New Member
Jul 5, 2007
It's not the length of time from when you buy the item, it's the length of time from launch. Of course someone will always buy an item a week from a price drop, that is not the point we're talking about.
No kidding. Let me give you a small clue -- I'm an early adopter. I never wait 4 months to buy a new gadget, I must have it on or near the release date.

You do the math.

What Apple did was not "unprecedented".

guest 5

Jul 5, 2007
They apparently thought all along that the 4GB iPhone is pretty much worthless out there as is evident by the fact that it is no longer available. Why did they launch it then? It was simply and precisely there to catch those early adopters who could not stomach buying a $600 phone and could get themselves to pay $500 for something that the company knows serves no real need out there.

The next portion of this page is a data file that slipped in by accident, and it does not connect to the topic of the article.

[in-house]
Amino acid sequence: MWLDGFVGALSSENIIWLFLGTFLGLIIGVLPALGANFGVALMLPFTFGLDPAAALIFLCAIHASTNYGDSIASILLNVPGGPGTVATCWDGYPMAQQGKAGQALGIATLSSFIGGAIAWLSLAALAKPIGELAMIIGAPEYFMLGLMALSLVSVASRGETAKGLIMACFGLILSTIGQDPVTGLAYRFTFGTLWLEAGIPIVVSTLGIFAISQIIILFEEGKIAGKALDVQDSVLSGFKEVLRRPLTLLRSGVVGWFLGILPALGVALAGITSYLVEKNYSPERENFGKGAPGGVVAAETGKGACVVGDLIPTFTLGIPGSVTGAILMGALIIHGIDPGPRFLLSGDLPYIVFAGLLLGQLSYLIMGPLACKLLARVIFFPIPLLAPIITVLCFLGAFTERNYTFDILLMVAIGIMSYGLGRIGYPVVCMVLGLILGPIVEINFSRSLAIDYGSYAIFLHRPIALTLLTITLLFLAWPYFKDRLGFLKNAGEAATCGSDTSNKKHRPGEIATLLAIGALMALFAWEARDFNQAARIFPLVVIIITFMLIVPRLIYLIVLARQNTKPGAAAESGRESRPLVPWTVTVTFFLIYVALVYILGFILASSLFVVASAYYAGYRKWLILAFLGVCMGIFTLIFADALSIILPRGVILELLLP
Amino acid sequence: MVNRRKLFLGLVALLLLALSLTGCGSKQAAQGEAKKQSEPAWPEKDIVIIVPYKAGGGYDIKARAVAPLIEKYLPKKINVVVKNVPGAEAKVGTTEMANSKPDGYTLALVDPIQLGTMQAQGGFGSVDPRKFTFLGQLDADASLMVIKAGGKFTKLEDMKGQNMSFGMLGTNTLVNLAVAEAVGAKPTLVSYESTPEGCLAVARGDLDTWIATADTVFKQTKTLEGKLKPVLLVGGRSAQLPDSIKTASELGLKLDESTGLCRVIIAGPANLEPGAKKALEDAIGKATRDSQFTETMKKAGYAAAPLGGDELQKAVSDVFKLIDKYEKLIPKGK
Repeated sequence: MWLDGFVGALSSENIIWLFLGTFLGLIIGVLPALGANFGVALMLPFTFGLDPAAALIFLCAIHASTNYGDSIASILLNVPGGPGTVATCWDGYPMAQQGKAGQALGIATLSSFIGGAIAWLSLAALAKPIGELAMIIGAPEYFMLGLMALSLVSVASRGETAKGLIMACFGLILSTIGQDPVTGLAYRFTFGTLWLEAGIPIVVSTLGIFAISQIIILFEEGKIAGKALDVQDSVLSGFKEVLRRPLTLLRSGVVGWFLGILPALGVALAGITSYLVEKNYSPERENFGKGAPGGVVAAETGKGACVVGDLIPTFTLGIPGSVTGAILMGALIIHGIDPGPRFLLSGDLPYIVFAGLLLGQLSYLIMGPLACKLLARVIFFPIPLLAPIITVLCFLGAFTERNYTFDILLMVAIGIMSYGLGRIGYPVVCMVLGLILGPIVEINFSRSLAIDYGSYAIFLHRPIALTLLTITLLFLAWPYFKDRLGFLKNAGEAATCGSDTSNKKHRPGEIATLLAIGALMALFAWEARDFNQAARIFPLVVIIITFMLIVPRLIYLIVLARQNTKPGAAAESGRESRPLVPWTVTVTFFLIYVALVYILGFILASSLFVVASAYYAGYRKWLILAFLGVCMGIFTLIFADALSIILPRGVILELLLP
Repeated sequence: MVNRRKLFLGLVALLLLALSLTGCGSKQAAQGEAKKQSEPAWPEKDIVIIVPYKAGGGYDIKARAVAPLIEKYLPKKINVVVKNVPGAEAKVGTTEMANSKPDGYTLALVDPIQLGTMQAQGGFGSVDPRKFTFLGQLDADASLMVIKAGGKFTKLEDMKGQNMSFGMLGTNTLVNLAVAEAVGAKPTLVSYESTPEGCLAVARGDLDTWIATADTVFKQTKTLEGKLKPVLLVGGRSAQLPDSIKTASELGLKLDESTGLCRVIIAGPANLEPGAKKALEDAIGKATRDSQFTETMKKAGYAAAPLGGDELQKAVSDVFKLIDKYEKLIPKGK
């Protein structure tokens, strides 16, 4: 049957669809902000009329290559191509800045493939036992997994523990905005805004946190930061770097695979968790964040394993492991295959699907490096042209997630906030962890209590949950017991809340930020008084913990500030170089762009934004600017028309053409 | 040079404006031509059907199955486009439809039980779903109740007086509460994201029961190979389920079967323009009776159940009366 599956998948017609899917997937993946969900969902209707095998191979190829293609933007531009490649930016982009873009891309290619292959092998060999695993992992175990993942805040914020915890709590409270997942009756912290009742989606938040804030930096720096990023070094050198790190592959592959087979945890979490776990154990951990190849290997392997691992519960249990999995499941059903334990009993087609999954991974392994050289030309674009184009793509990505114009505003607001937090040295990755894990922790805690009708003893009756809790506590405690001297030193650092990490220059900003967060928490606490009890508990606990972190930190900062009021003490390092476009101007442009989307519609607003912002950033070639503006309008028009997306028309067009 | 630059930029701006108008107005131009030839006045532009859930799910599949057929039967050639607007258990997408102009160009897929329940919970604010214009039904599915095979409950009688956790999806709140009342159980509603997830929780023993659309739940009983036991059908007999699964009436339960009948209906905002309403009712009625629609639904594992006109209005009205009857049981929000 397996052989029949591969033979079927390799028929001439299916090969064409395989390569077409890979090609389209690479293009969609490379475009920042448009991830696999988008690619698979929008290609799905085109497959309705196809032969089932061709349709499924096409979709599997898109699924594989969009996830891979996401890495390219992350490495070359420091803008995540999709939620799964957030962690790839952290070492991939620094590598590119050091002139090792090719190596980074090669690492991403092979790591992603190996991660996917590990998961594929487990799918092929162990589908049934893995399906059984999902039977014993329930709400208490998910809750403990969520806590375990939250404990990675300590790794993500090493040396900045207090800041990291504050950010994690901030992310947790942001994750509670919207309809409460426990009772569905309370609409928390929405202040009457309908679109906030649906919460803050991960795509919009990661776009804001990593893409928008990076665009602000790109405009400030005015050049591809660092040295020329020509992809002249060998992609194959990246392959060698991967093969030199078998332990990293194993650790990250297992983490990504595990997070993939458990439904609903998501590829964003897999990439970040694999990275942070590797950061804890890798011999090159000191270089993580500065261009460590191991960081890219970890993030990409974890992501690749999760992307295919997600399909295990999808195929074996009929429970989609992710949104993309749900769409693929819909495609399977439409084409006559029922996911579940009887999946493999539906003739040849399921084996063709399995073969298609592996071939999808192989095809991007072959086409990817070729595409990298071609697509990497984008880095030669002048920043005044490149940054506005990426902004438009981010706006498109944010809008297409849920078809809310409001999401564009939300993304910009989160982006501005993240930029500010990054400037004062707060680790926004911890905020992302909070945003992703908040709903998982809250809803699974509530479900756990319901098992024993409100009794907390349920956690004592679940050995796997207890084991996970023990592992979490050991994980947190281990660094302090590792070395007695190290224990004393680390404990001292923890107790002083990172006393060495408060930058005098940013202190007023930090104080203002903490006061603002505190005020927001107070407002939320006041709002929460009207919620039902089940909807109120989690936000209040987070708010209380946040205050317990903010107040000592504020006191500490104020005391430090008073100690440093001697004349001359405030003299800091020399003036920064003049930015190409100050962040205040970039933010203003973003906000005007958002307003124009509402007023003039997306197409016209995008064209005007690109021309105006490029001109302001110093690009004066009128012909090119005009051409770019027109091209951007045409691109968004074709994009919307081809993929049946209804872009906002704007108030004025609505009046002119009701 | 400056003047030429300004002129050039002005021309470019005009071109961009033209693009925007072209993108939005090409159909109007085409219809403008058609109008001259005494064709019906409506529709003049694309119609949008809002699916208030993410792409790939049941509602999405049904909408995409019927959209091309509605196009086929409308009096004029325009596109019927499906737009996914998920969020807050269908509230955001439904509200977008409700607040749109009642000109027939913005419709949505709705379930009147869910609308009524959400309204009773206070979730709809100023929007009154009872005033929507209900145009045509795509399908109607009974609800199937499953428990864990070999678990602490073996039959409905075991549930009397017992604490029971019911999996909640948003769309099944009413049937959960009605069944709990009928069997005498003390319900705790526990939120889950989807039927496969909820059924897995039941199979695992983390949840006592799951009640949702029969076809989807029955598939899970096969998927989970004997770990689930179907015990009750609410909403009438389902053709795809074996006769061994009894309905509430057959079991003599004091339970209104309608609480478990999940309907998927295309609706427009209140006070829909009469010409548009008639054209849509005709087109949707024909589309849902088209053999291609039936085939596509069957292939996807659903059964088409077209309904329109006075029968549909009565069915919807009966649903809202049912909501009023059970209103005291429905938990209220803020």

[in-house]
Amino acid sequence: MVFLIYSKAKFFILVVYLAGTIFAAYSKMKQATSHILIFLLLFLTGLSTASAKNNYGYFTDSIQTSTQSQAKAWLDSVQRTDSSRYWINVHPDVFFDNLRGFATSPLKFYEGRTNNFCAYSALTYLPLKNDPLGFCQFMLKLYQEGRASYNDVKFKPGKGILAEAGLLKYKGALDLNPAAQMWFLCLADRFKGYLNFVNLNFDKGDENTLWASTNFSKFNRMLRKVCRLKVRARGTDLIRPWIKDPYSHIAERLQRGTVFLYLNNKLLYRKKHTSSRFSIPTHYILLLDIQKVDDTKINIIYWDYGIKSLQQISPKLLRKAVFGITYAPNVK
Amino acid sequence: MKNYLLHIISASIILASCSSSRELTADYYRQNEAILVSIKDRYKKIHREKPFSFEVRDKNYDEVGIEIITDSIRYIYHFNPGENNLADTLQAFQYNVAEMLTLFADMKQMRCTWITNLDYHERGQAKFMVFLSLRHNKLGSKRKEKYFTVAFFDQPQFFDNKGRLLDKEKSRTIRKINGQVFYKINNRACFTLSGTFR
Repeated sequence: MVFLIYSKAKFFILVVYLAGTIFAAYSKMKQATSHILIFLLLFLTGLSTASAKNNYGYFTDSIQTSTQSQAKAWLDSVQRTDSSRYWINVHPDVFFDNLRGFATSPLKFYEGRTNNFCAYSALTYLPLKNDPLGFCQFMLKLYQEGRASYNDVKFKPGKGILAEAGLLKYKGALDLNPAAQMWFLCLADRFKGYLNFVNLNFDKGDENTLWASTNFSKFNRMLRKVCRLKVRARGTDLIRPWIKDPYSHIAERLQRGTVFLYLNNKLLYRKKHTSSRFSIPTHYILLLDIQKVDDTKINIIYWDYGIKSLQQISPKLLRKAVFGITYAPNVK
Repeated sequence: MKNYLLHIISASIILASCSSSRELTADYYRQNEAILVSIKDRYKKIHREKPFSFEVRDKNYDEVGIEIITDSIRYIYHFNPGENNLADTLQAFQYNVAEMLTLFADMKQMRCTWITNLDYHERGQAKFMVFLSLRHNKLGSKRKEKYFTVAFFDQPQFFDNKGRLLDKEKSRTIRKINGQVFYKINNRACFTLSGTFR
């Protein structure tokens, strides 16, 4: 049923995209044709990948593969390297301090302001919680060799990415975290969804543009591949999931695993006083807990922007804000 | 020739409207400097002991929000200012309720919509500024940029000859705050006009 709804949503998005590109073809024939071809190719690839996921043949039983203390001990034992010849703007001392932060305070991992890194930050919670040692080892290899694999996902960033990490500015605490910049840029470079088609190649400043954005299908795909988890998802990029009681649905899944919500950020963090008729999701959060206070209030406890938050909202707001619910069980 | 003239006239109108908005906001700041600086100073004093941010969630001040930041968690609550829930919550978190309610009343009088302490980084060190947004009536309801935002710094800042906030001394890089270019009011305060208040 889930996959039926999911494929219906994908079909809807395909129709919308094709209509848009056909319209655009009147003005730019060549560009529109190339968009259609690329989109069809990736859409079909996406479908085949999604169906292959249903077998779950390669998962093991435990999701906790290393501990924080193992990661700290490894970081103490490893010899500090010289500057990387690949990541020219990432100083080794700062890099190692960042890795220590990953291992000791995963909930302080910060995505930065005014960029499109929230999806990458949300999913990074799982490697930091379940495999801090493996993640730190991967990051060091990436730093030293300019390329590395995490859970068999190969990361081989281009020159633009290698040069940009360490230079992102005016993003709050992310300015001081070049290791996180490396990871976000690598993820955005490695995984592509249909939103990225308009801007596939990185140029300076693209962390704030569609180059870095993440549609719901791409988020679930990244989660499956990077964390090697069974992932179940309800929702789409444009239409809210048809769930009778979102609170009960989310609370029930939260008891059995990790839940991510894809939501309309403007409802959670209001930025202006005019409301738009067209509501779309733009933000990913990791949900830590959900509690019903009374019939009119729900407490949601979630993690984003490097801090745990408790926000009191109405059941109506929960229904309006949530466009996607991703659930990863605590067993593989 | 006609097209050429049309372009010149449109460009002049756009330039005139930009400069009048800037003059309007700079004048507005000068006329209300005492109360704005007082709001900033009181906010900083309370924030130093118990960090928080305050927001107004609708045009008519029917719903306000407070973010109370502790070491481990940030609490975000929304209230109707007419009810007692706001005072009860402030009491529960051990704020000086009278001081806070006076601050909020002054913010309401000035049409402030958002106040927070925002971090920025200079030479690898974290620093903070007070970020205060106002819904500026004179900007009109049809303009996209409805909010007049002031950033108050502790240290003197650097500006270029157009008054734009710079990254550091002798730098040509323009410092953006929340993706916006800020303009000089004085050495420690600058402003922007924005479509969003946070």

Tell me this is not predatory. It is perfectly legal, but I didn't expect it from a supposedly respected company. Hence, I have lost respect for them and will not be sending them any more money.
I don't believe they released the 4GB model out of a predatory state-of-mind. I believe they did not know which model would be more successful, hence they chose to launch with 2 models to give people an option of how much memory they wanted and how much money they wanted to spend. Since launch, the 4GB model has shown to be the less attractive model (i don't know why anyone would not want to spend the extra $100 for double the memory capacity anyway) so they dumped it to be able to better compete without having to produce a 4GB model that will only take funding away from the 8GB model and not bring in any significant revenue. Now, Apple has a great iPod/iPhone lineup that can compete in the marketplace.

Hey, when I bought my 60-Inch Samsung LCD DLP TV, I knew and also checked to see myself that a newer model less than one month later has been released with newer specs for the same price. I did not ever think that Samsung was out to get the consumer, since this ALWAYS happens with technology, especially more commodicized tech products, such as cell phones, computers, TVs, etc.